momgoalsNew year, new leaf! In this episode we’re talking “mom goals” for the coming year. Productivity guru (and mom of four) Laura Vanderkam says that “goals should be our tools, not our masters.” But since we need to set goals in the first place in order to make them achievable, we’ll take her advice, skip the feel-bad part, and kick this year’s butt.

 

Amy’s mom goals for this year are:

  • more meditation, because it makes me a happier and calmer parent.  Headspace is a great app offering a user-friendly introduction. My kids like it too.
  • more one-on-one time with each of my kids (and I may steal Margaret’s idea for one-on-one birthday dinners)
  • keep up the #devicefreedinners, and institute device-free playdates (a great idea from author Daphne Uviller)
  • reconnect with three old friends— and Facebook doesn’t count (from Gretchen Rubin’s podcast episode “Revive a Dormant Friendship” )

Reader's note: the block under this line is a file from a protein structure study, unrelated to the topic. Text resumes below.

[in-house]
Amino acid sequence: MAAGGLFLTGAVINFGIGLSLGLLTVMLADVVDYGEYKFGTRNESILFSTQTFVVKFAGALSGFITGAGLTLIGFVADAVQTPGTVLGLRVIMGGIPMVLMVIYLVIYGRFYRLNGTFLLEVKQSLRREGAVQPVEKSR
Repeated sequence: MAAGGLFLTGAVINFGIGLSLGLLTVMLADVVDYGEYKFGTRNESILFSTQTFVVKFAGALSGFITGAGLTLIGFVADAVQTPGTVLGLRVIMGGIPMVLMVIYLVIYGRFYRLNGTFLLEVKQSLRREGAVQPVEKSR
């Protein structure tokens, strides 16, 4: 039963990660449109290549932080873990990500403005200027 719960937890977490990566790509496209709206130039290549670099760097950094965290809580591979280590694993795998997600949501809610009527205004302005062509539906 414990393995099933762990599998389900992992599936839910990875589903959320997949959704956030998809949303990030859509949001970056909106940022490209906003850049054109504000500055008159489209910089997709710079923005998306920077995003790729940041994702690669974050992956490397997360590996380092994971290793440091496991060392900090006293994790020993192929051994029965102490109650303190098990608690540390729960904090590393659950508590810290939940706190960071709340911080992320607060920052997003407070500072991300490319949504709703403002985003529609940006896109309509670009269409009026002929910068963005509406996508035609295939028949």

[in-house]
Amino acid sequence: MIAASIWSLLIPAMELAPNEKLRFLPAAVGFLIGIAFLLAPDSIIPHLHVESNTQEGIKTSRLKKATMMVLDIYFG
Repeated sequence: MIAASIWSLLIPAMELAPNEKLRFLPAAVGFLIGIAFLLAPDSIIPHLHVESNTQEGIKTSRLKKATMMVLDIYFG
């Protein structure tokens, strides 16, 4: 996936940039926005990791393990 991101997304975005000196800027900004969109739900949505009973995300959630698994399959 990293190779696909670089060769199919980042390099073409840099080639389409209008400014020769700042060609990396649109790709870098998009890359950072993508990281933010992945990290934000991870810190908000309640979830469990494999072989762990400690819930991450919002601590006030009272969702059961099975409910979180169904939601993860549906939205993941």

• more books, less smartphone scrolling
  • structure more time for my personal goals by writing them down. I got a great Christmas present— the Productivity Planner— that I love so far!

Margaret’s mom goals for this year are:

  • get fit, and she’s not playing. She’s going to use self-help dude Keith Ferrazzi’s goal-setting system to lay out how she’ll accomplish this in the next five days, five weeks, and five months.
  • yell less. If she needs more advice on this topic, she might look to this foremost parenting expert quoted in this New York Times article, who prefers the word “hollering.”
  • set specific personal goals for the rare free non-kid-focused hours that she has. Vague goals=Candy Crush.

Another approach to resolutions in the new year, from Lisa Belkin in the New York Times, is to choose a one-word goal to guide your coming year. Amy’s word is “participate.” Margaret’s is “don’t-be-this-mom:”

What are your mom goals for the year? Tell us in the comments— we’d love to hear them!